Driven by the assumption that multidisciplinarity contributes positively to team outcomes teams are often deliberately staffed such that they comprise multiple disciplines. However, the diversity literature suggests that multidisciplinarity may not always benefit a team. This study departs from the notion of a linear, positive effect of multidisciplinarity and tests its contingency on the quality of team processes. It was assumed that multidisciplinarity only contributes to team outcomes if the quality of team processes is high. This hypothesis was tested in two independent samples of health care workers (N = 66 and N = 95 teams), using team innovation as the outcome variable. Results support the hypothesis for the quality of innovation, rather than the number of innovations introduced by the teams.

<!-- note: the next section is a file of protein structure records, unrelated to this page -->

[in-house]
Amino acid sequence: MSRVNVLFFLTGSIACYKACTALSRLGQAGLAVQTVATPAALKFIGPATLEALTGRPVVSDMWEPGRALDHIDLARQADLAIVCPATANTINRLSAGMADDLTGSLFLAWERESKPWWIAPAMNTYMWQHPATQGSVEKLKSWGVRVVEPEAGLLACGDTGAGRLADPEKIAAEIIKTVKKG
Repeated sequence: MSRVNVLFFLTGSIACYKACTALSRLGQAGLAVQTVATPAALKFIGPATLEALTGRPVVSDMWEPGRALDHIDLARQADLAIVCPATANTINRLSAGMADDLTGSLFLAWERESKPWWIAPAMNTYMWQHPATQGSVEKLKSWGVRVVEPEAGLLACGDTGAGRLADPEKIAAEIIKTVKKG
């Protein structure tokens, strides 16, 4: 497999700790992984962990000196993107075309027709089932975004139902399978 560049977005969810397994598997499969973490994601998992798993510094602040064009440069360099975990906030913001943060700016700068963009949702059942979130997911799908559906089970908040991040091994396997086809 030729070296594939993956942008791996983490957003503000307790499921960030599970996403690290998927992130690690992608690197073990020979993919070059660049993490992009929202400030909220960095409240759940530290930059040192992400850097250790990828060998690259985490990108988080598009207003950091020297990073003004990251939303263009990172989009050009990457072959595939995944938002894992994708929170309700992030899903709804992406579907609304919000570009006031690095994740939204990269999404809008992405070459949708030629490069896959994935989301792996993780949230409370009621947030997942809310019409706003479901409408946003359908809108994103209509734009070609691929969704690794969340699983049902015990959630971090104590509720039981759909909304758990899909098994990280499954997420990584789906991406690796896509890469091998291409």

|Number of pages||15|
|Journal||Journal of Occupational and Organizational Psychology|
|Publication status||Published - Dec 2006|
- team outcomes
Fay, D., Borrill, C. S., Amir, Z., Haward, R., & West, M. A. (2006). Getting the most out of multidisciplinary teams: a multi-sample study of team innovation in health care. Journal of Occupational and Organizational Psychology, 79(4), 553-567. https://doi.org/10.1348/096317905X72128